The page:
* England is the country with strict master-servant ties, while that of France is more relaxed; America comes somewhere between these two extremes * Democracy doesn’t prevent the existence of master and servant classes, but it does change their attitudes and modifies their relations * In aristocratic societies, in both master and servant classes, there is a hierarchy with defined ranks (etc. servants of great lords are above domestic servants) * Within the community of servants, there are permanent conceptions of right and wrong, and high-ranked servants such as those that serve the lord conceive a sort of servile honor and has noble character (even though he may be in an inferior class, he can have high thoughts, strong pride, and self-respect) * For those in the lowest ranks of domestic servants, they are called the lackey = a vile and degraded creature * In aristocratic societies, the poor are trained from infancy to obey, so masters easily obtains obedience from servants, and controls their thoughts, habits, and mores * There is a strong lasting bond (like a symbiotic relation) between master and servant in aristocracies:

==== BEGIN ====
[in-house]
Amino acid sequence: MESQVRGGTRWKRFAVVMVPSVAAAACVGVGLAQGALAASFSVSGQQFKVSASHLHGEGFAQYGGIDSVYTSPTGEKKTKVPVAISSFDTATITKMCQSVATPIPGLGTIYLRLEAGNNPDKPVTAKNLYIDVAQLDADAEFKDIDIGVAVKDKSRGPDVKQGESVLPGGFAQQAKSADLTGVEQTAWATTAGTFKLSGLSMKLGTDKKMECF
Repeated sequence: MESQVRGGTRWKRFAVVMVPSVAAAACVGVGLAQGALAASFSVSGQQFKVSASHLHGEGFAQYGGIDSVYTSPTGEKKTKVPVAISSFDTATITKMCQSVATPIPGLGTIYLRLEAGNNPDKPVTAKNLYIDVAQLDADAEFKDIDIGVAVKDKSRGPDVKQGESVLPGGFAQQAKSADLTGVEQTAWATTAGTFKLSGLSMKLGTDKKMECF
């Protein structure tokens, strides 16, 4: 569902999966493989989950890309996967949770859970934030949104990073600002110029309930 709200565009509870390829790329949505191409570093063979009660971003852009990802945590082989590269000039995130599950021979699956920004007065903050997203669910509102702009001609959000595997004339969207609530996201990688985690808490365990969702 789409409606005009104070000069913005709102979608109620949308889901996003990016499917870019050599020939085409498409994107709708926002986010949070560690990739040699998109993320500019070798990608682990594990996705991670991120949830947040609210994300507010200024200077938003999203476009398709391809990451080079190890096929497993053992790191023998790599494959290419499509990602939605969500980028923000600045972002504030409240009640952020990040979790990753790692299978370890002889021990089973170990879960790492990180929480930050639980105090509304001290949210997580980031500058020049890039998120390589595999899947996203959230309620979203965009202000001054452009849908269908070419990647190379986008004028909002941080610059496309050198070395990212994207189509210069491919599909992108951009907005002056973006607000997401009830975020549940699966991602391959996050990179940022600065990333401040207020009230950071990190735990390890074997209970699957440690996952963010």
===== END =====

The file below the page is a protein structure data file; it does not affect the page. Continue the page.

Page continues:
– Because the same families of valets/servants serve the same families of masters through many generations, the long-shared memories unite them and they grow alike, even though they have no natural resemblance – In aristocracies, the master and the servant each thinks of himself as a secondary part and appendage to the other – the servant has a subordinate position of which he cannot escape, and close to him is the master with a higher rank which he cannot lose – at an extreme, the servant loses his sense of self-interest, and transports his self into his master’s character, therefore forming an imaginary personality based on his master’s wealth, fame, and nobility – often, the servant cares more about and value the master’s grandeur, attention, and privileges than the master himself (i.e. the master instead shrink and lower themselves) * however, in America where master and servant are almost alike by nature, they always remain strangers to one other * in equal society, servants do not have special ways of thought and feeling, and they are equally honest and virtuous as their masters * there are no fixed ranks or permanent hierarchies found among servants and masters in democracies, so the servant can anytime become a master * a temporary and freely made agreement between master and servant makes the master the right to command and the servant to obey, but beyond the terms of the contract, they are merely two citizens and two men who are equal * in the North (America), servants temporarily perform the wishes of masters without thinking that they are inferior, as they have enough self-respect not to refuse their masters the obedience promised